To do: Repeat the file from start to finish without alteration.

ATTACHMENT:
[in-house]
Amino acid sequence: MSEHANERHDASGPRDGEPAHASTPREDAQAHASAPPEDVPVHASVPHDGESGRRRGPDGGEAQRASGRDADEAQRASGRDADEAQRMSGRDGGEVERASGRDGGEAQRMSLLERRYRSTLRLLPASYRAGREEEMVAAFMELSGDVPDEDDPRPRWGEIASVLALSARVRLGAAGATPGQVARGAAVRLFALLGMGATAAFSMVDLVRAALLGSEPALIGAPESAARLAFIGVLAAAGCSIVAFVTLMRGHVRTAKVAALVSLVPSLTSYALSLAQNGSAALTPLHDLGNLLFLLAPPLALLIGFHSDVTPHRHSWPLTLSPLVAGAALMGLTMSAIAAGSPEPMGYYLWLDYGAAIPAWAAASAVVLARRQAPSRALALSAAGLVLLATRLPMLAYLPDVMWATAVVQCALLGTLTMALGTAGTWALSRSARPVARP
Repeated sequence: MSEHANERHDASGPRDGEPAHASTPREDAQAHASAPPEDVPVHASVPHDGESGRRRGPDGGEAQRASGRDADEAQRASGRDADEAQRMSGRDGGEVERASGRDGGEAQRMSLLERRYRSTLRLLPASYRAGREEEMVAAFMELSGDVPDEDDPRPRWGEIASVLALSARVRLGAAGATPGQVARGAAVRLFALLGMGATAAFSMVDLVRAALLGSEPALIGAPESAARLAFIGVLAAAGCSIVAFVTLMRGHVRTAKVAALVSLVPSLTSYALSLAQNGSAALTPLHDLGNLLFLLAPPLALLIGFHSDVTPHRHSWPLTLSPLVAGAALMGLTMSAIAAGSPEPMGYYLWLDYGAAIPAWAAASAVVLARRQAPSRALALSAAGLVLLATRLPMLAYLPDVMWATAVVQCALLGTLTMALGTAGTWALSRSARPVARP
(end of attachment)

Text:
[in-house]
Amino acid sequence: MSEHANERHDASGPRDGEPAHASTPREDAQAHASAPPEDVPVHASVPHDGESGRRRGPDGGEAQRASGRDADEAQRASGRDADEAQRMSGRDGGEVERASGRDGGEAQRMSLLERRYRSTLRLLPASYRAGREEEMVAAFMELSGDVPDEDDPRPRWGEIASVLALSARVRLGAAGATPGQVARGAAVRLFALLGMGATAAFSMVDLVRAALLGSEPALIGAPESAARLAFIGVLAAAGCSIVAFVTLMRGHVRTAKVAALVSLVPSLTSYALSLAQNGSAALTPLHDLGNLLFLLAPPLALLIGFHSDVTPHRHSWPLTLSPLVAGAALMGLTMSAIAAGSPEPMGYYLWLDYGAAIPAWAAASAVVLARRQAPSRALALSAAGLVLLATRLPMLAYLPDVMWATAVVQCALLGTLTMALGTAGTWALSRSARPVARP
Repeated sequence: MSEHANERHDASGPRDGEPAHASTPREDAQAHASAPPEDVPVHASVPHDGESGRRRGPDGGEAQRASGRDADEAQRASGRDADEAQRMSGRDGGEVERASGRDGGEAQRMSLLERRYRSTLRLLPASYRAGREEEMVAAFMELSGDVPDEDDPRPRWGEIASVLALSARVRLGAAGATPGQVARGAAVRLFALLGMGATAAFSMVDLVRAALLGSEPALIGAPESAARLAFIGVLAAAGCSIVAFVTLMRGHVRTAKVAALVSLVPSLTSYALSLAQNGSAALTPLHDLGNLLFLLAPPLALLIGFHSDVTPHRHSWPLTLSPLVAGAALMGLTMSAIAAGSPEPMGYYLWLDYGAAIPAWAAASAVVLARRQAPSRALALSAAGLVLLATRLPMLAYLPDVMWATAVVQCALLGTLTMALGTAGTWALSRSARPVARP